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To Stream Or Not to Stream: Roadkill . . .Hillbilly Elegy
By Elyse Sommer
It all sounds like a surefire winner with anyone interested in timely new work by top stage, TV and movie talent. For an extra dose timeliness it has obvious parallels to political intrigues and power plays on our side of the pond. That's because Laurie's Peter Laurence, has not walked the high ground, either in his earlier career in the furniture and real estate business or his personal life. And, while he does have a do-the-right-thing side, it's always subject to how his commendable actions fit in with his ambitions and narcissistic self-image.
The first of the four episodes begins with Transportation Minister Peter Laurence winning a large lawsuit against a newspaper that accused him of corruption during his previous job as Health Minister. This ratchets up his popularity, but it also sets the scene for ensuing strategies: By Peter to survive, and actually benefit from problems, that include a family crisis relating to his mistress Madeleine Halle (Sidse Babett Knudsen) and a newly revealed illegitimate daughter. . . by Prime Minister Dawn Ellison (a deliciously crafty Helen McCrory) to keep him at her side but control what she suspects (rightlly so) to be his plan to replace her. . . by the newspaper Laurence successfully sued to overcome the misstep of printing a not fully documented story by a young reporter named Charmian Pepper (Sarah Greene). Charmian's fate and the actions and interactions of various assistants add a House of Cards-like conspiratorial twist.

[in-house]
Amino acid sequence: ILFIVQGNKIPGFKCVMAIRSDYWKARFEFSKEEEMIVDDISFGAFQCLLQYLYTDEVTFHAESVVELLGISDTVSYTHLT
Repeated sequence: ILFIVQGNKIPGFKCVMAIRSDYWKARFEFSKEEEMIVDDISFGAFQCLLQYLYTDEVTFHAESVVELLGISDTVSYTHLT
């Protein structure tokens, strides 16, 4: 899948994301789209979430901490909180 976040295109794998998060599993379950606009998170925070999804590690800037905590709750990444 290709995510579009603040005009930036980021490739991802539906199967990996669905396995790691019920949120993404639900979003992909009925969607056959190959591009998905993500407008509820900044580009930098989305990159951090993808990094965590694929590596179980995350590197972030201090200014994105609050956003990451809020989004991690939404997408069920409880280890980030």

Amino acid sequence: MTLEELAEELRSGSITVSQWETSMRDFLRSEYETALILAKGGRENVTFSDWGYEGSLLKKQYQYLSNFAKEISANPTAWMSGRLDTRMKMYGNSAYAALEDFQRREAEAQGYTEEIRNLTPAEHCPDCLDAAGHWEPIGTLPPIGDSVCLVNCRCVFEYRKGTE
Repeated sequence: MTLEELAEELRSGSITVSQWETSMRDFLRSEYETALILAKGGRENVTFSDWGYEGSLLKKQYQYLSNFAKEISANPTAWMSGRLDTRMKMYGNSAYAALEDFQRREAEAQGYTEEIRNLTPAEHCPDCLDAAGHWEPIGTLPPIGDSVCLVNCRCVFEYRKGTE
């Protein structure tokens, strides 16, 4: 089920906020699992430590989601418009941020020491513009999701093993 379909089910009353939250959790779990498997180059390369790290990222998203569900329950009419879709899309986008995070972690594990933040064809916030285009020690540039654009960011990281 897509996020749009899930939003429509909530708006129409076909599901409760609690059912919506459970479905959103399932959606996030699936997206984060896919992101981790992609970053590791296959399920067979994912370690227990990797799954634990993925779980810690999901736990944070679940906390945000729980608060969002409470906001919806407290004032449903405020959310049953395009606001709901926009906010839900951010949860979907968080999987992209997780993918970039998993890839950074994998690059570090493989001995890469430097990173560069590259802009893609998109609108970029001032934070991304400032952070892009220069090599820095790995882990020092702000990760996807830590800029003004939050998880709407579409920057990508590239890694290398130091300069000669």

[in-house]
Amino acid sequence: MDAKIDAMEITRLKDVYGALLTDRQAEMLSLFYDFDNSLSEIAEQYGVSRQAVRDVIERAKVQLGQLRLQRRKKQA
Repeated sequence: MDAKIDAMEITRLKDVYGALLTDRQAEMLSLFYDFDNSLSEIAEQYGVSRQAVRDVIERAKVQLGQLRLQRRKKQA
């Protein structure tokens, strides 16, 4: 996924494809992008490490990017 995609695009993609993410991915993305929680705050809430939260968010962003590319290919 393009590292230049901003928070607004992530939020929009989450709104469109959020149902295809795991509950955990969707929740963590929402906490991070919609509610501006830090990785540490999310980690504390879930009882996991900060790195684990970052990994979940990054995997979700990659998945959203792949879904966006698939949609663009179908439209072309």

By rhe time Roadkill finished airing on PBS and became available to binge at by THIRTEEN Passport subscribers, we all knew that Donald R. Trump's White House days were done. And, while the final episode of Roadkill does tell us whether Peter managed to move into 10 Downing Street despite his moral misdeeds, viewers are left wondering how final that outcome is and whether it's a smart set-up for another season.
To Stream or Not to Stream Bottom Line Factors
Though written before the 2016 election, the book climbed onto the best seller list on the coattails of Trump's surprising victory and the puzzled public's hunger for something to help them understand what made his base tick.
For Vance, that escape from that Appalachian culture came via the family's move to a mid-American town, a grandmother who steered his path to a state college, and eventually Yale law school. It's because he pushed his memoir as rags-to-riches family drama rather than his conservative affiliations that persuaded Ron Howard that, given the right big-name cast, it had the makings of a Netflix click-hit.
And so it has! As I write this, it's one of Netflix's most watched new page-to-screen films. Again, not because it's a great movie, but because it's being clicked because it stars movie/stage stars Glenn Close and Amy Adams.
Close is very much the chief attraction and, while she certainly cands attention, this is the first time that it hasn't been in a good way for me. Gabriel Basso's performance as Vance's stand-in is totally lacking in charisma.
You can't blame Howard for avoiding all political implications at a time when we all want to get away from the media's nonstop focus on politics. But if you're looking for first-class entertainment, Hillbilly Elegy misses the mark in terms of authenticity, emotional impact and memorability.
To Stream or Not to Stream Bottom Line: Stream it if you want to see Glenn Cose even if she's in a bad and somewhat boring movie. But don't expect to see Close or anyone else deliver trenchant social insights.
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Roadkill, written by David Hare
Directed by Michael Keillor
Cast: Hugh Laurie, Millie Brady, Helen McCrory, Saskia Reeves, Patricia Hodge, Olivia Vinall, Sidse Babette Knudsen, Pippa Bennett-Warner, Sarah Greene, Iain De Caestecker, Danny Ashok.
Music by Harry Escott.
Cinematography Wojciech Szepel
4 episodes, 60 minutes each
Filmed for Netflix
Based on Hillbilly Elegy by J. D. Vance
Directed by Ron Howard
Screenplay by Vanessa Taylor
Cast: Glenn Close, Amy Adams, Gabriel Basso, Haley Bennett, Freida Pinto, Bo Hopkins, and Owen Asztalosa
Cinematography Maryse Alberti
Edited by James D. Wilcox
Running time: 115 minutes